For a stocking filler or a small treat to yourself, you really can’t do much better than any one of the diminutive Pocket Operators, but the PO-28 in particular is a lot of fun. It has an eight-bit synth engine which is great for raw and gritty bass, lead and FX timbres. It’s got an arpeggiator and glissando function, and you can set up cool stuff like auto vibratos and filters. Its built-in sequencer is way cooler than it has any right to be for the price, and it can send and receive a pulse clock signal, allowing it to act as a master or slave when hooked up to other pulse-compatible gear such as Volcas and other Pocket Operators. There’s even a cheeky nod to Elektron, as they've taken a little slice of the jazzy Parameter Lock function, which is a very fast and powerful way to lock changes in patterns such as envelope and filter cut-off.
Rakit Drum Synth
£45 (kit) / £78 (pre-built)
Another fab and admittedly diminutive stocking filler is the Rakit Drum Synth, which is based on the now rare Boss PC-2/Amdek percussion module. It comes in two forms: a suitably festive kit version for those sentimental souls who hark back to playing with Lego on Christmas Day, or pre-built for those whose soldering is more reminiscent of Picasso when he was drinking a lot. It takes a CV in as well as having a trigger pad for fingertaps, plus it has six tweakable knobs for manipulation. As for sounds, well, it sounds pretty great: all manner of basses, kicks, hats, electro snares and acid wonk are to be had here. Check out the YouTube videos on that t’internet.
Yamaha monitors are without doubt among the most recognisable speakers in the world. The legendary NS10s have been a staple in professional studios for 25 years, and the love affair seems set to continue, with Yamaha’s updated model the HS series becoming natural successors. It’s clear that they’ve been tweaked for the modern ear and, to my ears, they sound much better for it. The midrange is still incredibly detailed, but the bass is now much more evident. I do feel that the lower midrange is slightly recessed, but it's not to an extent that will cause real issues. If you do find that you need more bass, then simply hook up the sub, which will give you a full-range set up. The old NS10 cliché applies equally to the HS series – if it sounds good on these, it’ll sound good on anything.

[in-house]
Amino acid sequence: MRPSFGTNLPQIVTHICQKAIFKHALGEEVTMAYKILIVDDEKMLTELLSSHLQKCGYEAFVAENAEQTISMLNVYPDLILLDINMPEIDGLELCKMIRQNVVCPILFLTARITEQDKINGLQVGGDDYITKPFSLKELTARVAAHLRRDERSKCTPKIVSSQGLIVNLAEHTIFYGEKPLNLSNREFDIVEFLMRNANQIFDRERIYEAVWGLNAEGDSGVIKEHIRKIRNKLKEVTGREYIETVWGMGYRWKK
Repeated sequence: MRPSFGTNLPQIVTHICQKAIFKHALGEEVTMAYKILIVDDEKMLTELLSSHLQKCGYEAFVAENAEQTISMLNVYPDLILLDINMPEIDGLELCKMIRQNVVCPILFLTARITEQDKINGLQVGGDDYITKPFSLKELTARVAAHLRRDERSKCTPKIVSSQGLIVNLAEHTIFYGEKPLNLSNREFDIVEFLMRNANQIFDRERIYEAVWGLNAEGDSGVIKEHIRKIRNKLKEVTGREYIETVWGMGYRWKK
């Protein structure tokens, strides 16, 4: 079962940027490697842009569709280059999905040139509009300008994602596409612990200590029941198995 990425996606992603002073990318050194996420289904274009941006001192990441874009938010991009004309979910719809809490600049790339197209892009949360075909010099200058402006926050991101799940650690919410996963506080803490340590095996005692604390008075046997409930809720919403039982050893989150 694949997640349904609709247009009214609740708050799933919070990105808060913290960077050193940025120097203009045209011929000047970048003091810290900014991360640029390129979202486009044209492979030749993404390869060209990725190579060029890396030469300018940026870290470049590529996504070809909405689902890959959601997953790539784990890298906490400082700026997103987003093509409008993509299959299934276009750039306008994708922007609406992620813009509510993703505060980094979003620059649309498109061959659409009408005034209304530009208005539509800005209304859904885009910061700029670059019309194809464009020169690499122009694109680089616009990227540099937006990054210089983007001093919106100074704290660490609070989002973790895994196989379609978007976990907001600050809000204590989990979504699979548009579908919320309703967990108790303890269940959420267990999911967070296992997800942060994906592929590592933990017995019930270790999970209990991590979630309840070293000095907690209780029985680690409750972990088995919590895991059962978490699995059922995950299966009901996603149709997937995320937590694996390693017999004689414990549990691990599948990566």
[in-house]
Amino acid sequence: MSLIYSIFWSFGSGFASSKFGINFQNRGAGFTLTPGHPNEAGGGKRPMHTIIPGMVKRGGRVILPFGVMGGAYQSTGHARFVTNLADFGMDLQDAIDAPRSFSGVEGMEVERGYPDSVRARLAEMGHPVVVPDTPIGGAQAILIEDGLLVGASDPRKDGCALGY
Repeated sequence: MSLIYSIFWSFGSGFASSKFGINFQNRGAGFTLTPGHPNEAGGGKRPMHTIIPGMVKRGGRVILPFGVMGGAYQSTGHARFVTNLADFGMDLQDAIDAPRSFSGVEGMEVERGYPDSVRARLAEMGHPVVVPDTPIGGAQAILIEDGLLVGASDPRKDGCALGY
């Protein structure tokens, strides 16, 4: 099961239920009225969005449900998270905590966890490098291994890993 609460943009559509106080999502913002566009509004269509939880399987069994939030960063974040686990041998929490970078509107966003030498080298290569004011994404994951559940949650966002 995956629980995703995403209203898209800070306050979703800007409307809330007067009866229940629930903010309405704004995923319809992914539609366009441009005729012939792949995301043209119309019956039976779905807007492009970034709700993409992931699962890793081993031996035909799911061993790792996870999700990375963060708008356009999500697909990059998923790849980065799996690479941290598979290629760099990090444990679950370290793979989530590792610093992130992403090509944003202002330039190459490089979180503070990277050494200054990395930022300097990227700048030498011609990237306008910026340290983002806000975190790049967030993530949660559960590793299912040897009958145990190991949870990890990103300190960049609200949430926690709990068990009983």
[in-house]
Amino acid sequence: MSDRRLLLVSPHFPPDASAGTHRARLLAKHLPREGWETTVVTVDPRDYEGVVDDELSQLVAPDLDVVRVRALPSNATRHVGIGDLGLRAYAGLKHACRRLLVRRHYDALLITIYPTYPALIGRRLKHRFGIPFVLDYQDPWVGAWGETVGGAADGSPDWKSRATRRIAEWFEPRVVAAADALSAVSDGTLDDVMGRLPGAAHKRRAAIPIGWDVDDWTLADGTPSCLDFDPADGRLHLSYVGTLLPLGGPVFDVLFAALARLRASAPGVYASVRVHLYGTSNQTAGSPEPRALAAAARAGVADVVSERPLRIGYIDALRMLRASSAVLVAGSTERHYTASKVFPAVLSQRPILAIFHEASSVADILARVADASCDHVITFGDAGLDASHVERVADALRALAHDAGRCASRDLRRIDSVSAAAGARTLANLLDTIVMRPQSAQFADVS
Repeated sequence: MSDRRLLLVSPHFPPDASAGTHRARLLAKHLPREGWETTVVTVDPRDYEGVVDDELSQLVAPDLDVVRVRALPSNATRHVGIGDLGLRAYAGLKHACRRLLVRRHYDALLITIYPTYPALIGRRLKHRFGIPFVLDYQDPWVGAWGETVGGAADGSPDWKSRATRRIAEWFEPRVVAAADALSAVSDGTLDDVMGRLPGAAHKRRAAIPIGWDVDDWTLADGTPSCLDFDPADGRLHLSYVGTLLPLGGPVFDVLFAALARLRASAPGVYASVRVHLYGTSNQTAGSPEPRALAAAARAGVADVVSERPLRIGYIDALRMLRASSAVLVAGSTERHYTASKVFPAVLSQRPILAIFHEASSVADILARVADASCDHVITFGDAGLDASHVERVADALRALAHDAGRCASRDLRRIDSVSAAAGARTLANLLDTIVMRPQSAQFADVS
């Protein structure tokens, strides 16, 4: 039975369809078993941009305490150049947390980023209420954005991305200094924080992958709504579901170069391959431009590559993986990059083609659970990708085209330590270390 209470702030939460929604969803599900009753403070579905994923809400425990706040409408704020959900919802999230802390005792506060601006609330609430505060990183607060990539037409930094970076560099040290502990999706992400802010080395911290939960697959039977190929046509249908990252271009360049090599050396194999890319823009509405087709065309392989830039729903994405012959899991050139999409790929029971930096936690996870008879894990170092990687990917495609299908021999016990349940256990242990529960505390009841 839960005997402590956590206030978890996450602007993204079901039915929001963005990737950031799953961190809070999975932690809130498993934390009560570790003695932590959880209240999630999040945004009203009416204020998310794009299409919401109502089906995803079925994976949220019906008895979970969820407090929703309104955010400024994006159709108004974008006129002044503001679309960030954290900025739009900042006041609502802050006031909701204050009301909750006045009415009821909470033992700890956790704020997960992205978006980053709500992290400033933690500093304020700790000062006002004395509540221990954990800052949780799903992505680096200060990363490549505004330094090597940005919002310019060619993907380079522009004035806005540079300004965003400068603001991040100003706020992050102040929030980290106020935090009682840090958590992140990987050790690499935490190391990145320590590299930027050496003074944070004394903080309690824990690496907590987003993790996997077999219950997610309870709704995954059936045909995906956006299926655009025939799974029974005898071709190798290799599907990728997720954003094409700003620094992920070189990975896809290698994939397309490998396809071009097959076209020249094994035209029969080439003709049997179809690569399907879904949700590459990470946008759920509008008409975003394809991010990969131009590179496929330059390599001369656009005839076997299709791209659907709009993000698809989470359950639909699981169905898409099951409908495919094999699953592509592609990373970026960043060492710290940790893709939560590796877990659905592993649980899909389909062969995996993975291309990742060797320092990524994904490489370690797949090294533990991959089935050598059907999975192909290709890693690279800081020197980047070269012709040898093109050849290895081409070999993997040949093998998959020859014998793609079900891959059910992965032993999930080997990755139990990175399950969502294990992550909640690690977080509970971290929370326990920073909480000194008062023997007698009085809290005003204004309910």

While not the most versatile synth on the planet, there is something about the way an SH-101 sits in a mix that just feels right. Whether it’s a lower-than-UKIP bassline, a sharp acidic lead or wobbly LFO FX, it just works. One thing that doesn’t work quite as well, though, is the relative fragility and size if you want to gig it – so it’s just as well that Roland have reissued it, in boutique format, as the SH-01A. Time is short, so let’s cut to the chase: in extensive head-to-head tests, they sound near enough indistinguishable! From leads to basses to more complex modulated FX, the SH-01A spat out the goods time after time, and you have to really dig deep to find the differences. It also comes with very welcome mod cons such as Poly mode, patch and sequencer memory, chord mode, improved arpeggiator and MIDI over USB. Yes please, Santa!
Words: Chris Lyth